“If you were guaranteed the truth, what question would you ask someone?”

I bent down farther, resting my forehead to the counter, but another question came out. It was mumbled. “Favorite curse word to use while having sex? Or biking? Or having sex on a bike?”




I’d just answered my own question, and I bit my lip.

It wasn’t working.

I tried my cheek. Ow! And that wasn’t working either.

“What do a mullet and a ferret have in common?”


I bit down harder, and this time I tasted blood. I was almost hyperventilating again. If I went down a few more inches, I could just buckle to the ground, wrap my arms around my knees, and hope to disappear.

I’d started to think I should do that when I heard a soft chuckle.

“I would ask my brother something,” he said. “I like the word fuck for anything, and having sex on a bike sounds fun to try. I can’t think of anything they have in common except the words both have two of the same letters in the middle, both have six letters, and you could put a ferret on someone’s head to look like a mullet.”

I…had no idea what to do.

He’d answered my questions.

No one answered my questions.

I stayed frozen for a second before lifting my head. I gulped again.

“You don’t think I’m a freak?”

“No, I do. You’re crazy.”

The corner of his mouth tugged up, and holy shit, my heart flopped over in my chest. There was the Reese Forster that was in Person magazine’s Most Beautiful People issue. There was my fantasy for so many years.

“But I’m hoping you’re harmless.” He laughed softly, his hands pushing down on his hoodie so it stretched from his shoulders to accentuate his physique.


This guy.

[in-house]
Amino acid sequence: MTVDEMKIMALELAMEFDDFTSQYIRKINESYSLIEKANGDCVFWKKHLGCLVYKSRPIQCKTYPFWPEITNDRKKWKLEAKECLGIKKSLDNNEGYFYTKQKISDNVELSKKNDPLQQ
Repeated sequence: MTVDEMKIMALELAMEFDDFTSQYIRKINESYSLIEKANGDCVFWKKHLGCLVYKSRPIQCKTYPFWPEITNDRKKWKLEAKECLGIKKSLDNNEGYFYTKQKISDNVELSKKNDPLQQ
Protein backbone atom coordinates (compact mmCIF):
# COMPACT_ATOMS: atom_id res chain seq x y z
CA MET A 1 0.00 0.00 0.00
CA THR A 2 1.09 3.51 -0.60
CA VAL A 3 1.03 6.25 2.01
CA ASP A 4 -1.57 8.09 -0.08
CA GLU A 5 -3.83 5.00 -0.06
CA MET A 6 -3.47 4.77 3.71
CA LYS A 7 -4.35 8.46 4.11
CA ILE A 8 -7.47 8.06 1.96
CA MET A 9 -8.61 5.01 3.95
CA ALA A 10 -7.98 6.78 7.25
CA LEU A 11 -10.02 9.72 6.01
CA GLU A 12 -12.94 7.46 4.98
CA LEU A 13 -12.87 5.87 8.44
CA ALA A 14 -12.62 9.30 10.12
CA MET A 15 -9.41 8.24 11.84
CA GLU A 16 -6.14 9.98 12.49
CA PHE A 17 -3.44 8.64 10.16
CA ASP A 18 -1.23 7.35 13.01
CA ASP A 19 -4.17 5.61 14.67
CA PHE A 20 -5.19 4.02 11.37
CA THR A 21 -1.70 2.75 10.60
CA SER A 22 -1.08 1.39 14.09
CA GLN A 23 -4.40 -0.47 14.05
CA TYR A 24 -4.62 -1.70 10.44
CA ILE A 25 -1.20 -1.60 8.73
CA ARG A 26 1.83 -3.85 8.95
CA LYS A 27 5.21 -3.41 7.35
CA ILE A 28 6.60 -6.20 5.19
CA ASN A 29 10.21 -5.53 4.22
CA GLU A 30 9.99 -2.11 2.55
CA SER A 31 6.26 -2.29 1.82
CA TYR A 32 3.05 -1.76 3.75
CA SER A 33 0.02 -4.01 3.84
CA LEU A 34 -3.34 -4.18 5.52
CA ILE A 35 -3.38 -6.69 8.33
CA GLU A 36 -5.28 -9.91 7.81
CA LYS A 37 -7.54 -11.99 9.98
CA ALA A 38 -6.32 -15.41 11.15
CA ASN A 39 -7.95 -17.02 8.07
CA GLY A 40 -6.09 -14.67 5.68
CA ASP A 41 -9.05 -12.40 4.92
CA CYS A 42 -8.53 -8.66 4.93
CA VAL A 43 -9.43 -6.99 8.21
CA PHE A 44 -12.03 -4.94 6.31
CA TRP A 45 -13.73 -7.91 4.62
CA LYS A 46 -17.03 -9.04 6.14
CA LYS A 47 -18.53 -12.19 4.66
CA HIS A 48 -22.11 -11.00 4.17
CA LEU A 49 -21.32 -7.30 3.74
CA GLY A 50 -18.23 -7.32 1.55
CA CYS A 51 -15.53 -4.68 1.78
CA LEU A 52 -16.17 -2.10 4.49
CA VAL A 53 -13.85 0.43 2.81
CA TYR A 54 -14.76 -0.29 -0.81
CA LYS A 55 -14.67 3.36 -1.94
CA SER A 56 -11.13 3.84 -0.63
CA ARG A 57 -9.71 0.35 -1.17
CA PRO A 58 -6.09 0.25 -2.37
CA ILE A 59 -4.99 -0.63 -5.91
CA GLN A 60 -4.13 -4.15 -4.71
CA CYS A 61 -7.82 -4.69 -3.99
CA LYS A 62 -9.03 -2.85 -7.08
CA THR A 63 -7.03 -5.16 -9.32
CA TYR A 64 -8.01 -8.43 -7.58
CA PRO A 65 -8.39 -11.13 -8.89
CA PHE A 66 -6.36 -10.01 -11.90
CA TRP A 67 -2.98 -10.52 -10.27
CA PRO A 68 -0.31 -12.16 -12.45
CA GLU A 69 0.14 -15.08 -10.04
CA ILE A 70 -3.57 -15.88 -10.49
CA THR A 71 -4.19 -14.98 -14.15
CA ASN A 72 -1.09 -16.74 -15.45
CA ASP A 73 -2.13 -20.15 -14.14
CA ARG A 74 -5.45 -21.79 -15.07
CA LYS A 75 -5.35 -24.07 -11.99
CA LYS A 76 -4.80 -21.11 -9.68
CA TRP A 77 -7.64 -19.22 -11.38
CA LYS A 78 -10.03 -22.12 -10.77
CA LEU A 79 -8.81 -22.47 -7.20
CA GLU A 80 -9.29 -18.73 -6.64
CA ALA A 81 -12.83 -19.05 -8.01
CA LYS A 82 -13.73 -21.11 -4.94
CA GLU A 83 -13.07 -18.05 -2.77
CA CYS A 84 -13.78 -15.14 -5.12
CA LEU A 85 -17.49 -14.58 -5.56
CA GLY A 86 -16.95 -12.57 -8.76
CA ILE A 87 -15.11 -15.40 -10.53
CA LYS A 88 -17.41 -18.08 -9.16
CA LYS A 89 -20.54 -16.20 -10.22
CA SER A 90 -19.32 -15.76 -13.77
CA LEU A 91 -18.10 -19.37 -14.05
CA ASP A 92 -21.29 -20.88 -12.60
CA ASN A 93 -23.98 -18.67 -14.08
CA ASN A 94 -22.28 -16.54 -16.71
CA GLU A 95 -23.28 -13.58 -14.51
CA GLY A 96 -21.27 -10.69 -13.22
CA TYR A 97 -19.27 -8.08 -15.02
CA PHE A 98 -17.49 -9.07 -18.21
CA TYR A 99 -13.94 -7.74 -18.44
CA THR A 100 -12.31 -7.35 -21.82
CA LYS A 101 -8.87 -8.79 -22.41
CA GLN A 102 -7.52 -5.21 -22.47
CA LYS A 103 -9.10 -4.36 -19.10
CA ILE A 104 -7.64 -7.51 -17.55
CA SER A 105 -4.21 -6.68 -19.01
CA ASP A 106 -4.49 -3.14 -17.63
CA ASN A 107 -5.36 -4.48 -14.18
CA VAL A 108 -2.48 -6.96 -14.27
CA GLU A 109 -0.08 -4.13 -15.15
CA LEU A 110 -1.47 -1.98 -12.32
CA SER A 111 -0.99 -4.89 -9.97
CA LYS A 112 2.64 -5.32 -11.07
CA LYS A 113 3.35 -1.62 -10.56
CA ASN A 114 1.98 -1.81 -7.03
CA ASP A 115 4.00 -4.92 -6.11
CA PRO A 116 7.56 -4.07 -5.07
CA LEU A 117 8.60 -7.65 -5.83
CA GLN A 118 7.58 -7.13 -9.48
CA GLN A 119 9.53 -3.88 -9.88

I had watched him running up and down the court so many times—I knew his body was lean and muscled. He was solid, but in front of me, he seemed larger than life, with bright hazel eyes. They had a golden ring of honey around the iris, and a smattering of blue and green.

Long eyelashes.

High and angular cheekbones.

A strong jawline that could cut paper, or glass—maybe not glass, but definitely something else. Go back to the water. Man, I had just envisioned him with droplets sliding down his face, lingering at the dip of his chin where it came to the most perfect square end. There was a slight scruff on his face. He hadn’t shaved that day or the day before, giving him a very rough, slightly alarming, and so authoritative air.

I sighed to myself, my fingers curling around the counter.

I was ogling.

I didn’t care.

After all the questions, this was nothing. The guy must’ve been used to it by now.

A slight growl vibrated out of him, and my gaze snapped up to his.

His hair. I was distracted again. It was the perfect short length and a dirty blond color. It matched the honey in his eyes.

In some ways, it wasn’t fair.

No guy could measure against him. None.

“Would you stop fucking leering at me? I don’t do camp groupies.” He thrust a hand out, pointing behind me. “I want a ball. Now.”

I snapped to attention, jerking around. I grabbed a ball and thrust it at him. “Here.”

He took it and rotated swiftly on his feet, pushing the ball to the ground in a bounce as he stepped over it at the same time. He began dribbling as he went to the court—so smoothly, so naturally, it was like he didn’t even realize he was doing it.



There was a sign-out sheet campers were supposed to use when they took equipment, but sorry, Keith. No camp policy for this guy, though I did scribble his name on the paper. My hand was trembling so much it looked like a chicken scratch.

Oh well.

It’d have to do.

He ignored me and began shooting hoops. He’d toss the ball up. It’d go through the basket, with a nice swishing sound, and he’d grab it off the first bounce to follow with a quick layup.

I was riveted.

My whole body had been shaking, but he kept going, and going, and going, and after what must’ve been an entire hour, I felt calm.

I almost wanted to freak out, realizing that, but nope.

Watching him play, the same motion over and over and over again, was soothing. He had such control every time he touched the ball. He never struggled. The ball answered his commands seamlessly, as if connected to him through a mental string.